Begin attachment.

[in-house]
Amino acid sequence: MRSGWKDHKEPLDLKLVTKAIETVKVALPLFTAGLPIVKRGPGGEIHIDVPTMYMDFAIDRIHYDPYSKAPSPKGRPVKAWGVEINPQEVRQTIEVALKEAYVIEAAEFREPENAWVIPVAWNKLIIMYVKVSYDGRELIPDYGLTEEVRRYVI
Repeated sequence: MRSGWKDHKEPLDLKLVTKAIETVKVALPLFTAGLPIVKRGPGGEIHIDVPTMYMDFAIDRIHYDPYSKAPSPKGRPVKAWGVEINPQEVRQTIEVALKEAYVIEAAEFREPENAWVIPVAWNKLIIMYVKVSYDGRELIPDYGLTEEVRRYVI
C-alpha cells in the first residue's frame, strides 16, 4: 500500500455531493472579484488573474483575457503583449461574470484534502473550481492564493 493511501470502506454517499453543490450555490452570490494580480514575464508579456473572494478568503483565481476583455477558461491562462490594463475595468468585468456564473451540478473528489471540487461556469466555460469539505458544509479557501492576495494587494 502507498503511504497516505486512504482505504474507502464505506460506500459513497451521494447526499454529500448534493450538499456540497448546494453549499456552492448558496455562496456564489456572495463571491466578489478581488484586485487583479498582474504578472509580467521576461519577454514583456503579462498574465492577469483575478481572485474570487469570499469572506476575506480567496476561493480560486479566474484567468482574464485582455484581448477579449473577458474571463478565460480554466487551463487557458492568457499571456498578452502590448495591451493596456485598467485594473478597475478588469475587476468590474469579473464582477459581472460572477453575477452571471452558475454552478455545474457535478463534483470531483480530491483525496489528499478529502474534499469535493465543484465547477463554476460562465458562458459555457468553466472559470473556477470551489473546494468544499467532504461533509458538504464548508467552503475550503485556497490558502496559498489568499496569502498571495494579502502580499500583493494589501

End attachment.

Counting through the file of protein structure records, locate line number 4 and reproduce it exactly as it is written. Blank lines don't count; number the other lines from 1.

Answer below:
C-alpha cells in the first residue's frame, strides 16, 4: 500500500455531493472579484488573474483575457503583449461574470484534502473550481492564493 493511501470502506454517499453543490450555490452570490494580480514575464508579456473572494478568503483565481476583455477558461491562462490594463475595468468585468456564473451540478473528489471540487461556469466555460469539505458544509479557501492576495494587494 502507498503511504497516505486512504482505504474507502464505506460506500459513497451521494447526499454529500448534493450538499456540497448546494453549499456552492448558496455562496456564489456572495463571491466578489478581488484586485487583479498582474504578472509580467521576461519577454514583456503579462498574465492577469483575478481572485474570487469570499469572506476575506480567496476561493480560486479566474484567468482574464485582455484581448477579449473577458474571463478565460480554466487551463487557458492568457499571456498578452502590448495591451493596456485598467485594473478597475478588469475587476468590474469579473464582477459581472460572477453575477452571471452558475454552478455545474457535478463534483470531483480530491483525496489528499478529502474534499469535493465543484465547477463554476460562465458562458459555457468553466472559470473556477470551489473546494468544499467532504461533509458538504464548508467552503475550503485556497490558502496559498489568499496569502498571495494579502502580499500583493494589501